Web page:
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12 metre

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Everything posted by 12 metre

  1. FIFY Not sure if Orcas have much in the way of blubber or oil. And rather than baleen, they have these: The Makah band near Neah Bay was allowed to hunt for a Gray Whale back in 1999 as it was ruled an ancestral right. https://historylink.org/File/5310 Not sure if using speed boats count as an ancestral whaling vessel - but anyway. I think there was a recent ruling allowing them to resume the hunt again.
  2. I will guess a Hustler 36 or one of the variants. Almost certainly a Stephen Jones design.
  3. Meh...just another IOR design Big sister to Black Bottom? Competed not so successfully at the '73 QT Worlds.
  4. Beats the hell out of continuing this silly exchange. I take back everything I've posted here. Good luck with the boat BTW
  5. Never heard of the Schell Regression. Having now looked it up, it looks like it sometimes gives similar results to PHRF, and sometimes way off. Here is a table comparing PHRF and Schell Regression of some common designs in North America: https://people.well.com/user/pk/YRAphrf-sf.html Notable way offs include: Olson 30: PHRF 96 / SR 125 J/29 MH OB: PHRF 111 / SR 129 Moore 24: PHRF 156 / SR 190 SC 27: PHRF 132 / SR 170 Now what those 4 designs have in common is they are lightweight MH boats and have fairly established handicaps. So Schell appears to und
  6. PHRF is a Performance Handicapping system - not a rating system or rule. Essentially based on results and/or observed performance - or whatever the local PHRF handicappers decide to assign a boat As a result there is no math in PHRF - just some sail area adjustments (relative to a base handicap if there is one) depending on the region. Perhaps it was a typo - but you were the one who said it had a PHRF of 87. All I know is a balls out 30 footer that requires racks should have a PHRF well under 87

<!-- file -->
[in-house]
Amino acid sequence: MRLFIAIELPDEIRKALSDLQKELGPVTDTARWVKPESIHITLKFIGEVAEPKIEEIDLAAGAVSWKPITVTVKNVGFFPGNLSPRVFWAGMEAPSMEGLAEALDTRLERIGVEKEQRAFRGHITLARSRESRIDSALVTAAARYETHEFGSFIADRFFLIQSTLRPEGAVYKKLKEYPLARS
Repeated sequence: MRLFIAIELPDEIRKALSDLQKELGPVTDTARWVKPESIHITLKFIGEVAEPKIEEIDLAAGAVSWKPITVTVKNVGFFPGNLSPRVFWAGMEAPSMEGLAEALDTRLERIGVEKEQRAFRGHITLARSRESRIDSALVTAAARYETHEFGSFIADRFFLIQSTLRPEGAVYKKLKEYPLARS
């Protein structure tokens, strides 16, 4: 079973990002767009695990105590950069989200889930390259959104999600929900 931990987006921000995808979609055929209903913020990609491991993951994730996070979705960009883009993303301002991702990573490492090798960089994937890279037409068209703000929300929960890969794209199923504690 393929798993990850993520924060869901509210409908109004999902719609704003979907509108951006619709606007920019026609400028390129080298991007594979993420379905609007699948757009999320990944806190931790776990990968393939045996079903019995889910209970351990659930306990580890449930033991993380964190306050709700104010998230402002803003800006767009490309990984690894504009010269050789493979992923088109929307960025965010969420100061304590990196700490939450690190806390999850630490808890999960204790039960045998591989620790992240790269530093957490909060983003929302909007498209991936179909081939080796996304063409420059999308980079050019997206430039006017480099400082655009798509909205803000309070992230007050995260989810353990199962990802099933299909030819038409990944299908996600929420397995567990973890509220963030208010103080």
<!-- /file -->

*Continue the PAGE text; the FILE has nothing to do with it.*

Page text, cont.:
7. 87 ???? How is that possible? Several MORC-Maxis are rated faster than that. Even a Martin 243 typically has a PHRF in the 70 range. https://sailboatdata.com/sailboat/martin-243 FYI, the 243 is the Martin with hiking racks.
  8. Just took a look at it. Close guess - but not quite. It appears to be the forward deck and topsides from a much smaller boat. The piece still has the toe rail and part of the topsides. Silver Shadow III does not look like it has a toe rail and the bow topside appears to be intact. Lastly, the topside colour doesn't match Silver Shadow III's. Now why there is a chunk of bow from another boat leaning up against SS III's keel is an entirely different question.
  9. Not abandoned exactly. Owner pays about $800 for storage every month. But the boat has been sitting pretty much untouched from what I can tell for the last 10 years. So close to $100k yard fees paid so far. Looks like some activity around her from the photo I took a couple of months ago.